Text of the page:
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Is Pete Mackanin earning a look as the Phils' next manager?

Is the Phillies' interim manager making a case to be kept on after this season?

Nick Turchiaro-USA TODAY Sports

Hey, it's been a fun couple weeks to watch the hometown baseball team, huh?

Yeah, this Phillies team has been something else since the All Star Break. They've gone 12-3 over their last 15 games, scored 80 runs (tied for fifth in MLB), are slashing .289/.339/.449 as a team, with a wOBA of .342 (sixth in baseball), a wRC+ of 117 (fifth in MLB), 33 doubles (fourth), and an OPS of .789 (sixth).

The pitching has been pretty good lately too. The starters' ERA is 3.84, 14th in the Majors. But the bullpen has been even better, living up to pre-season expectations with a 2.01 ERA that is third best in baseball. Relievers have stranded a league high 85.2% of baserunners in the second half, and their ground ball rate of 57.9% is second-best.

It's been a lot more fun watching this team play with energy and passion over the last two weeks-plus. In fact, they look like a totally different team than the one who sleep-walked through the first half.

Which brings up the interesting question, how much of this is the result of the departure of Ryne Sandberg and the introduction of Pete Mackanin as the Phils' new skipper?

It's hard to say, obviously. The eye test tells you that the Phillies are playing with more energy, more fight, and are simply producing more than they were. Of course, every team looks more energized when the offense is averaging five runs a game.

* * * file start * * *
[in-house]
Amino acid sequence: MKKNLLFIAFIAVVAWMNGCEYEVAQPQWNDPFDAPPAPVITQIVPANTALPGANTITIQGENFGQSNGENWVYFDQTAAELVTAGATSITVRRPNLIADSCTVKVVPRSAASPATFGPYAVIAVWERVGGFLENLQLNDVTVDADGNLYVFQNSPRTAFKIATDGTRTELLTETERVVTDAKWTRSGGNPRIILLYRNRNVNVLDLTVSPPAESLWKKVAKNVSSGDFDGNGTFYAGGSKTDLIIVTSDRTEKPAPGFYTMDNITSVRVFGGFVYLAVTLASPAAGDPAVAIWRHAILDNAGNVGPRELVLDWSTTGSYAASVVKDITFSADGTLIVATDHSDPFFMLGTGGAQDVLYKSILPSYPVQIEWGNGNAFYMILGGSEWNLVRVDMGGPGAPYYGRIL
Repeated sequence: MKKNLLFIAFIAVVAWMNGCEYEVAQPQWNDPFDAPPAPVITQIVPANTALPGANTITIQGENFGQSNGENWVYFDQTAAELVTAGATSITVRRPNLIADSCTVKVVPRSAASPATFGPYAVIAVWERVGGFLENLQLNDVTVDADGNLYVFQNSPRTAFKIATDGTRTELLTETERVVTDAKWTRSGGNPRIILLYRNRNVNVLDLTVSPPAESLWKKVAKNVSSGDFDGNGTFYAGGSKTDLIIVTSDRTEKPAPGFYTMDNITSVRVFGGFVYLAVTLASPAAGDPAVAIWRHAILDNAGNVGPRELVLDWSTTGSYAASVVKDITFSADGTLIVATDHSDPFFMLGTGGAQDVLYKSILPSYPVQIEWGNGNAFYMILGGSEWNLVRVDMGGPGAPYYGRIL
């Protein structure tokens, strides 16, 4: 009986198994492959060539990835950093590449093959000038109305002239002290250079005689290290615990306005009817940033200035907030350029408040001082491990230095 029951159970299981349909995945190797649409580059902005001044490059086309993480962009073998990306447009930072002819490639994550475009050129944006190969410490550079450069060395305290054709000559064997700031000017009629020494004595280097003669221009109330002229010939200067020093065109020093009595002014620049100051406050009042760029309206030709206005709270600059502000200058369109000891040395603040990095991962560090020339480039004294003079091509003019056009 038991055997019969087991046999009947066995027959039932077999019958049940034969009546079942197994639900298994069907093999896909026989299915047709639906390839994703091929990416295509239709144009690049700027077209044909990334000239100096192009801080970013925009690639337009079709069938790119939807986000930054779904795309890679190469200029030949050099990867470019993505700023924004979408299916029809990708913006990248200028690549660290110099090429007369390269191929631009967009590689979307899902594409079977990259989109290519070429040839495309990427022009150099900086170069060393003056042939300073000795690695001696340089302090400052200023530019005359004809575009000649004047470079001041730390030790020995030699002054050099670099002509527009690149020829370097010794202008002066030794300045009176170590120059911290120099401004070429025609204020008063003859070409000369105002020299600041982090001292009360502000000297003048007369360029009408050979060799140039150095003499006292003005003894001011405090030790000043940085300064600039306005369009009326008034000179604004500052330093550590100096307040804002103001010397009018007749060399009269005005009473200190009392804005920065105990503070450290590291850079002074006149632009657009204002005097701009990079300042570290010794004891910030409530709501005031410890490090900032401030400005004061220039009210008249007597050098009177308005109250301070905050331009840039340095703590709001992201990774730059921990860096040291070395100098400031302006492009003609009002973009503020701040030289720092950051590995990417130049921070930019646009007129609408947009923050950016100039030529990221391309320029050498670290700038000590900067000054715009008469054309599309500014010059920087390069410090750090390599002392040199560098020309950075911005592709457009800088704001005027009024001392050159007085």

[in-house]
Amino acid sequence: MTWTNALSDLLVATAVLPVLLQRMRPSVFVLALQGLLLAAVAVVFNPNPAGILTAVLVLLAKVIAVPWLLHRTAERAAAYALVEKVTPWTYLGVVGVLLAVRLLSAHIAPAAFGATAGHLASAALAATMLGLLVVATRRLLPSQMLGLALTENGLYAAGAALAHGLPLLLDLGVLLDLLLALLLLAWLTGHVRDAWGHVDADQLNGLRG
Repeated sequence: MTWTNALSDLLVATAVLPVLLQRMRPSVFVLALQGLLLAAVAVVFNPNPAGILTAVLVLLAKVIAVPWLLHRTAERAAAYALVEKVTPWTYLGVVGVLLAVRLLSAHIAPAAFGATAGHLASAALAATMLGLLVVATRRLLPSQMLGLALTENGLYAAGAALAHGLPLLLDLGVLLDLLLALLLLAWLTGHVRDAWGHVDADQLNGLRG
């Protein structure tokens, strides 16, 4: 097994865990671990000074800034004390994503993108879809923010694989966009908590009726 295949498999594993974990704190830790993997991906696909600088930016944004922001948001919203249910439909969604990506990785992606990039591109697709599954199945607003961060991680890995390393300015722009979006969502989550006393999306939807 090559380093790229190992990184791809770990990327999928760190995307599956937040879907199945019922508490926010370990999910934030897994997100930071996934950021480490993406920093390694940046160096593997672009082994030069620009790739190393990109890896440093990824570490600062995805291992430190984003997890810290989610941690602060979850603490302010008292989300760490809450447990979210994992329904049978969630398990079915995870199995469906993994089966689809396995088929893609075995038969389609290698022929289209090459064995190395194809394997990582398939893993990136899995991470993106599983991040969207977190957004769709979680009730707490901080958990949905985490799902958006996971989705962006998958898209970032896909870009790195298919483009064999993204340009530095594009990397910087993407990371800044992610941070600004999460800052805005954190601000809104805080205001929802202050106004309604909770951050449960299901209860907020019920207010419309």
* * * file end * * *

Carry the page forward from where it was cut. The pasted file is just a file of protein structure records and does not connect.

The introduction of youth has definitely helped. I don't know whether Cesar Hernanez' .278/.354/.359 slash line is sustainable (I suspect it isn't), but it's certainly a darn bit better than what Chase Utley had been producing before he got hurt. Odubel Herrera has been particularly hot at the plate, as has Maikel Franco and Domonic Brown. Even Ryan Howard has gotten into the act here in the second half, hitting .327/.407/.577 with an OPS of .984, three home runs and 15 RBIs in 14 games.

But it would be silly to think that, upon his arrival, Mackanin simply waved a magic wand and everything all came together. In fact, Mackanin's Phils went 3-13 in the 16 games before the All Star break, including losing streaks of six and five games.

And everything looks better when a team is winning. Suddenly, the manager's decisions all seem smarter, the players suddenly look better, and the team has new found "energy" from seemingly out of nowhere.

But those inside the locker room have noted a completely different style of managing between Sandberg's no-nonsense approach and Mackanin's more laid-back style. Perhaps players are responding to that.

It's also possible the Phils' recent string of high quality play won't continue. That would be both good and bad, of course, as losing means a better shot at getting the No. 1 pick in next year's MLB Draft. But this continued winning could also force the front office into considering Mackanin for the full-time gig next year.

If the Phillies sign a new general manager (as we assume they will), it's likely that GM will want his own manager. And perhaps a manager with a more established pedigree and a bigger name will become available and interested, in which case the Phils may have no choice but to go in that direction.

But Mackanin and his players are certainly doing all they can to make a decision difficult for the front office, whoever they may be.